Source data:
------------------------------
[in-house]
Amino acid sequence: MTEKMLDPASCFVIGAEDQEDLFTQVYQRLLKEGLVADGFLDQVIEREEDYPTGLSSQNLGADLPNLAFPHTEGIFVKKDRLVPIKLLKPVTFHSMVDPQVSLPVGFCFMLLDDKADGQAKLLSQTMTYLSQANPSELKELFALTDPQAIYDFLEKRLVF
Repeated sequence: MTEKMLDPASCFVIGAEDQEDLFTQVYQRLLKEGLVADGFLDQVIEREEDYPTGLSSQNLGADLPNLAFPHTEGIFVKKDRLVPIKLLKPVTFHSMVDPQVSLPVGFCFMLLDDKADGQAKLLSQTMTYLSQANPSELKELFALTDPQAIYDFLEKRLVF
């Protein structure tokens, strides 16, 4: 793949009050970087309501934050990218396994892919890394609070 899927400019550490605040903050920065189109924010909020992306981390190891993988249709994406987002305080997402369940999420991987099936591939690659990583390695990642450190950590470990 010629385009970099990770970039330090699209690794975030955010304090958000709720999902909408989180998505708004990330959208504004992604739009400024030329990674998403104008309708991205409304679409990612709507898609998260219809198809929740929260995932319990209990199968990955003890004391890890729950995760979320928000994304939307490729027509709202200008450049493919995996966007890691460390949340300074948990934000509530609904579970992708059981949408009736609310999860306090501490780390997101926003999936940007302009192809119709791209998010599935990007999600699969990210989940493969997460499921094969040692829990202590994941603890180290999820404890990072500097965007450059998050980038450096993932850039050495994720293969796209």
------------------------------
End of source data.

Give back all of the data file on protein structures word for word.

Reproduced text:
[in-house]
Amino acid sequence: MTEKMLDPASCFVIGAEDQEDLFTQVYQRLLKEGLVADGFLDQVIEREEDYPTGLSSQNLGADLPNLAFPHTEGIFVKKDRLVPIKLLKPVTFHSMVDPQVSLPVGFCFMLLDDKADGQAKLLSQTMTYLSQANPSELKELFALTDPQAIYDFLEKRLVF
Repeated sequence: MTEKMLDPASCFVIGAEDQEDLFTQVYQRLLKEGLVADGFLDQVIEREEDYPTGLSSQNLGADLPNLAFPHTEGIFVKKDRLVPIKLLKPVTFHSMVDPQVSLPVGFCFMLLDDKADGQAKLLSQTMTYLSQANPSELKELFALTDPQAIYDFLEKRLVF
């Protein structure tokens, strides 16, 4: 793949009050970087309501934050990218396994892919890394609070 899927400019550490605040903050920065189109924010909020992306981390190891993988249709994406987002305080997402369940999420991987099936591939690659990583390695990642450190950590470990 010629385009970099990770970039330090699209690794975030955010304090958000709720999902909408989180998505708004990330959208504004992604739009400024030329990674998403104008309708991205409304679409990612709507898609998260219809198809929740929260995932319990209990199968990955003890004391890890729950995760979320928000994304939307490729027509709202200008450049493919995996966007890691460390949340300074948990934000509530609904579970992708059981949408009736609310999860306090501490780390997101926003999936940007302009192809119709791209998010599935990007999600699969990210989940493969997460499921094969040692829990202590994941603890180290999820404890990072500097965007450059998050980038450096993932850039050495994720293969796209």